Moving the prison also creates more distant development that requires more driving; Draper isn’t proximate to anything, so new development will require long trips to get anywhere. Historically, Draper has also been filled with car-oriented development, meaning residents have to drive short distances for everyday errands as well. It’s a lose-lose situation, and is particularly baffling at a time when we’re trying to clean up our worst-in-the-nation air.

But city governments should particularly oppose the prison relocation because it effectively stacks the decks against their efforts to win talent and jobs. Why would a tech company move to Provo or Salt Lake, for example, when they can get cheap land from the government in the middle of nowhere?

In other words, moving the prison is a government subsidy for sprawl. It would involve spending hundreds of millions of dollars to just make it less appealing to develop a tech hub in an urban center.

Relatedly, last year I contrasted the new campuses of Amazon and Apple. Basically, Apple is building a huge new building out in the suburbs, while Amazon is investing in the urban core of Seattle.

Lawmakers who want to move the prison are effectively trying to create Apple-style development, even though analysts have said the Amazon version is actually the one that is benefiting its surroundings the most.

Ultimately, there’s no reason cities like Salt Lake and Provo couldn’t, or shouldn’t, create internal tech hubs. Moving the prison, however, makes that harder because it uses government money to pick winners and losers.


Filed under Development, economics

Not So Super Streets

One of the most popular posts ever on this blog discusses the “interchange boondoggle,” or the many failings of Provo’s new I15 on-off ramp on Center Street (click here for a second post on this topic).

The post is popular, I think, not because it’s particularly great but because the onramp is so obviously horrible and everyone hates it. It’s like a nightmare, except that it’s real and cost more money than most of us will make in a lifetime.

And yet despite the absurdity of this piece of built environment, Provo may get another highly questionable, computer-generated intersection that promises to be a disaster for pedestrians, cyclists and humans generally.

The new intersection is called — ironically I hope — a “super street” and is being considered for an intersection in north Provo:

Utah Department of Transportation officials told legislators Wednesday they are considering using that new design — sometimes called a J-turn, or a restricted crossing U-turn — in Provo at the intersection of University Parkway and 2230 North.

The idea is to increase traffic flow and cut down on driving time for most people. Fair enough.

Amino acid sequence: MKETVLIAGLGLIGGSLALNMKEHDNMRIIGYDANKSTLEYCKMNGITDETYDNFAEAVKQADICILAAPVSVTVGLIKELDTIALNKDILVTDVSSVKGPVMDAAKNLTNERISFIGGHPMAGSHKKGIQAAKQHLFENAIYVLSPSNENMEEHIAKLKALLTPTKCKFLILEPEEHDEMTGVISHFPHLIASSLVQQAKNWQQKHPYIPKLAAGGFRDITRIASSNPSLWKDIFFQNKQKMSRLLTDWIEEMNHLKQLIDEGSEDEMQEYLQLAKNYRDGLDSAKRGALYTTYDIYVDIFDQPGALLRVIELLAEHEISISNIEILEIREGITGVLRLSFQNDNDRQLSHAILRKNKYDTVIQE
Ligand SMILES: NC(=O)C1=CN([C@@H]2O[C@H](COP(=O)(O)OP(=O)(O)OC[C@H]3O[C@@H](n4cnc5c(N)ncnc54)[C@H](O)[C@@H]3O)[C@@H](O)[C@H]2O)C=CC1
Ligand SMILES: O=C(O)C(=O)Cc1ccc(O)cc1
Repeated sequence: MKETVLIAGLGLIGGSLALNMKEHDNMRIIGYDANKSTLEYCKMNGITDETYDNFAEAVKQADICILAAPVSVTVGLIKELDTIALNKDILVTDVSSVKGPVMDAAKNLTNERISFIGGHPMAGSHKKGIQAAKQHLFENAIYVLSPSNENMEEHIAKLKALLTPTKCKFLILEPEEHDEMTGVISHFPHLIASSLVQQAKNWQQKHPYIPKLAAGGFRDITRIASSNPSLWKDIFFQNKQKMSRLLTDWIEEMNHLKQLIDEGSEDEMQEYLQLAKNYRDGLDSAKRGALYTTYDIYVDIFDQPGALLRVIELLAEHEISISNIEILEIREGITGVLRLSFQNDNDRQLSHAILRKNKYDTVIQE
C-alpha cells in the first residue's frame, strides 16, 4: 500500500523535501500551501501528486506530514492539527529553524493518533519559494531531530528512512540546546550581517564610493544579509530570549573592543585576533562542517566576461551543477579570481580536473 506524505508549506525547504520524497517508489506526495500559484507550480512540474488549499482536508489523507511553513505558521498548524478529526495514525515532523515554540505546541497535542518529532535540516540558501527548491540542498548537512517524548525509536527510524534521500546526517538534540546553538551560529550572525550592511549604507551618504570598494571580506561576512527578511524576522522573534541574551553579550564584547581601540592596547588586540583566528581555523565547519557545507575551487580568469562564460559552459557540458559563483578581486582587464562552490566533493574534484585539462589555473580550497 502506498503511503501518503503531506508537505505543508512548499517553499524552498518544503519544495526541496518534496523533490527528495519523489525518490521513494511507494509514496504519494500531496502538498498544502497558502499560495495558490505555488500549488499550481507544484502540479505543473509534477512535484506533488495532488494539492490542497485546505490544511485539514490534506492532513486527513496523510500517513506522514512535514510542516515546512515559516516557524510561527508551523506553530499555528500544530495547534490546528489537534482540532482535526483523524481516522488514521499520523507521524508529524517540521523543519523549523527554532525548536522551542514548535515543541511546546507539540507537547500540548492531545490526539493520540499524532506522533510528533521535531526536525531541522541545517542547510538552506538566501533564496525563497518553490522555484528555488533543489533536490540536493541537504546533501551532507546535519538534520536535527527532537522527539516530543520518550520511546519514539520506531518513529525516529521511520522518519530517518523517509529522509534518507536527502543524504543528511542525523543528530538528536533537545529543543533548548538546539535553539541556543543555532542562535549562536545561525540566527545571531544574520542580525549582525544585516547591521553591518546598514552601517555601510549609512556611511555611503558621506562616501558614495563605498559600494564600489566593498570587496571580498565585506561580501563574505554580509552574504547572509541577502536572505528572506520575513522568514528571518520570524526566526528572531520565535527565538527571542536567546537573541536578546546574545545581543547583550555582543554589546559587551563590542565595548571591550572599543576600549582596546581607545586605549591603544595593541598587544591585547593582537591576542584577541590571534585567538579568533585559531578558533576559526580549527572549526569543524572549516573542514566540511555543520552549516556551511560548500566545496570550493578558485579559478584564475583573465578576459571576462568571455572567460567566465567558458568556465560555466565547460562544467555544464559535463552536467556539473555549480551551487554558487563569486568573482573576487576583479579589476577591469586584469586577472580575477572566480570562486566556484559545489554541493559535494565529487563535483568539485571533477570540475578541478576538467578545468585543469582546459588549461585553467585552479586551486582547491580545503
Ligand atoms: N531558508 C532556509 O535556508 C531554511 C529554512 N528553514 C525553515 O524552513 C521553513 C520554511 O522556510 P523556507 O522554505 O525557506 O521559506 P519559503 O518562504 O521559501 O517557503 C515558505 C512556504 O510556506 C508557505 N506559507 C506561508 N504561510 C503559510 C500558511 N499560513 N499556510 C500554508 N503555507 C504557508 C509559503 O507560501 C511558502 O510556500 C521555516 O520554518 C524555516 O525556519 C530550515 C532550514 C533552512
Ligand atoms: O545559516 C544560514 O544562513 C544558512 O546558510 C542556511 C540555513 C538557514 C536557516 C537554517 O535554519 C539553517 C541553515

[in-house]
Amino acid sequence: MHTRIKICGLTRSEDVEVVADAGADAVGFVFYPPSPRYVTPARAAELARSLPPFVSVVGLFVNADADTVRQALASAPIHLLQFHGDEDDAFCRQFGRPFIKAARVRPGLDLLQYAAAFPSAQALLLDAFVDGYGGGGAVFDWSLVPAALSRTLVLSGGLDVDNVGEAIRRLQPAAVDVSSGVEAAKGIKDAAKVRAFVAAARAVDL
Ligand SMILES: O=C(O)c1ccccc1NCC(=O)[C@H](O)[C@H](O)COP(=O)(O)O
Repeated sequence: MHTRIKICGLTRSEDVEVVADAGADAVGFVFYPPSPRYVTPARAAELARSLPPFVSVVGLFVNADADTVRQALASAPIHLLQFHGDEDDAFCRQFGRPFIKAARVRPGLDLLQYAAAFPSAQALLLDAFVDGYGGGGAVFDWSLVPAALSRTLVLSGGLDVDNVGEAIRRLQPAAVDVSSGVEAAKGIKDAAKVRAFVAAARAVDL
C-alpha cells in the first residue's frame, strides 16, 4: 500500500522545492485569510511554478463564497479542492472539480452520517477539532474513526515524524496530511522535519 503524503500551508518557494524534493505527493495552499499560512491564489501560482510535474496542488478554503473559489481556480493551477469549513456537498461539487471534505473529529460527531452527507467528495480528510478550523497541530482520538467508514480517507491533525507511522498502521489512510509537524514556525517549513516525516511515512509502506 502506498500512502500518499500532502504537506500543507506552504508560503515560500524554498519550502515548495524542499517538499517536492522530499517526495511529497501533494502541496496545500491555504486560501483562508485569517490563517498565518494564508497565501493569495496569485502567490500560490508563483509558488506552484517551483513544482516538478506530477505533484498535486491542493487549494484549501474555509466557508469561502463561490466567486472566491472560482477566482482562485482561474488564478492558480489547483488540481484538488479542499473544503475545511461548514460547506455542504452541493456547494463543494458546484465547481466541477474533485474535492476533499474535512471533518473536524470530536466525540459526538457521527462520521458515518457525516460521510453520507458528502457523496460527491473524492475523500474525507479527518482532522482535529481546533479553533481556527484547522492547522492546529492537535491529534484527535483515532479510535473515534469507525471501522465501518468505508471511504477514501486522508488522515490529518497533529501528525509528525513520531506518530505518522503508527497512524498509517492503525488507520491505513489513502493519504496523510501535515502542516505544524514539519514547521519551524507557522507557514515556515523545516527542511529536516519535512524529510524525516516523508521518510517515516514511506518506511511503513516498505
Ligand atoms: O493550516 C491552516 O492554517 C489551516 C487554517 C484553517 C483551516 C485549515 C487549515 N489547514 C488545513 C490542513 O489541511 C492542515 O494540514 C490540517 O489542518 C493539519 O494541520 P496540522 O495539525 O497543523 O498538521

But it’s also so complicated that I had a hard time figuring out what was going on — other than more driving:

The Super Street design would force all traffic on 2230 North to turn right. Motorists who wanted to go straight or left could make a U-turn a few blocks down on University in a provided spot. Those who wanted to go straight could return to the intersection and turn right onto 2230 North.

Luckily, The Atlantic Cities also recently reported on “crazy intersections” that are designed to make us safer. That article included this illustrative video:

That intersection seems needlessly complex just at first glance, but the real problem is that like all of these other exotic projects UDOT likes to put in — things like diverging diamonds — this makes the street far more hostile to people. As The Atlantic Cities puts it:

In theory – i.e., in conflict-point diagrams – these intersections should be safer than more traditional ones. But there are two caveats to that promise: Sangster is really talking about safer intersections for cars. Pedestrians and bikers aren’t figured into any of these models, and Sangster has yet to encounter designs that do a good job of incorporating them (or transit). There also isn’t much hard data on the safety of these designs because so few of them have been built (and even accurately modeling them on a computer can be tricky and expensive).

The article goes on to note that these ideas are best for times “when a local road outside of town has grown so congested that it needs to be converted into a highway.”

That point about hard data is also worth emphasizing. The Center Street I15 interchange almost certainly looked good in a diagram, but there was so many accidents that they had to alter it with a stop sign. I still see accidents almost every time I use it and, again, it’s widely hated. So diagrams aren’t necessarily a good indicator of how people will actually behave.

UDOT is considering a confusing new kind of intersection for this already bad spot. Instead, this space needs to be more pedestrian-friendly.

UDOT is considering a confusing new kind of intersection for this already bad spot. Instead, this space needs to be more pedestrian-friendly.

The intersection in question is certainly bad as it currently stands, but it’s is not a highway outside of town. It’s also a prime candidate for the kind of parking lot infill that I advocated in this post — though a bigger, ugler and more dangerous intersection wouldn’t promote infill. And in any case, it’s the type of place that we need to make more pedestrian friendly and more bikeable. It needs to be more human.

But this “super street” doesn’t look promising. Instead, it looks like more car-oriented infrastructure that is increasingly out of tune with a city striving for a high standard of living. And ultimately, Provo doesn’t need another disastrous boondoggle.


Filed under commuting, construction